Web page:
Professor of Finnish Literature, University of Helsinki
I work mainly with Finnish and European fin-de-siècle literature as well as early modernism, and my focus has been on genre research – most recently on allegory. I also have a long-standing interest in questions of mimesis, literary worldmaking and the emotion effects of various literary forms and techniques.
Pirjo Lyytikäinen: “Exploring Emotions in the Cognitive Study of Literature”
Tuesday 14th June, 9.00 – 10.00, Metsätalo (Unioninkatu 40), Room 1
While the ability of fictional stories not only to describe and evoke emotions but also to shape emotion systems is an acknowledged fact, the multiple ways by which literature has an emotional impact on its audience are still largely unexplored. In my paper I will try to delineate how the cognitive study of literature could provide a suitable and helpful theoretical and methodological frame for this study and what kind of areas the textually oriented study of literary emotions needs to cover. This approach presupposes that the concept of cognition is understood in its inclusive meaning; it is necessary to see emotions and affects as integral to human cognition. There are good grounds for this presupposition. I follow the usage of the current research on emotions identifying itself as cognitive studies where the term cognition generally refers to all mental processes and frequently regards all cognition as ‘affective’ (e.g., Colombetti 2014). This permits us to think of cognitive poetics encompassing the poetics of emotion, too. I use mainly Edgar Allan Poe’s “The Fall of the House of Usher” to illustrate the ways in which literary texts produce emotion effects in the authorial audience.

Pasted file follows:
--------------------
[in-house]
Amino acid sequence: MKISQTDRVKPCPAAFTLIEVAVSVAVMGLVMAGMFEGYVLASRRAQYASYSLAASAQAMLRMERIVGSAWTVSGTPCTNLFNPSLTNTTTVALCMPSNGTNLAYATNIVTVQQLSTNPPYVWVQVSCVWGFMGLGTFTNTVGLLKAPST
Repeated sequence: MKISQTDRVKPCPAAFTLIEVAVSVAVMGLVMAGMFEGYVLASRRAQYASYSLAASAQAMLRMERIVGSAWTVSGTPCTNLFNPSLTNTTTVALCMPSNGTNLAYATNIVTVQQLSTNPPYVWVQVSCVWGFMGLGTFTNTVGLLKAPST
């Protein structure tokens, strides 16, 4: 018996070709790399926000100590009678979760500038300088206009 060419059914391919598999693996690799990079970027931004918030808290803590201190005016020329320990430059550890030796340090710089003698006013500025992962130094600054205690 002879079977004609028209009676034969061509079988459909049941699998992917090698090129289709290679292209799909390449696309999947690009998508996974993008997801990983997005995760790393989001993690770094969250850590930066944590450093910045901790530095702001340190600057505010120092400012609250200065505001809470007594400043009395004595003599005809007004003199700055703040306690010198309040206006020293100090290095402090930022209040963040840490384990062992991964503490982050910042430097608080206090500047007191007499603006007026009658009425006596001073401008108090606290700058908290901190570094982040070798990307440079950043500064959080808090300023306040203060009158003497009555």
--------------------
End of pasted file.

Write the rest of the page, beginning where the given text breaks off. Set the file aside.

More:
Emeritus Professor of Linguistics, University College London
Research Professor, CSMN, Oslo
My main research interest is in communication, where my longstanding collaboration on relevance theory with Dan Sperber has led to publications on a wide variety of topics, from disambiguation and reference resolution to rhetoric and style. My novel Slave of the Passions was published by Picador in 1991.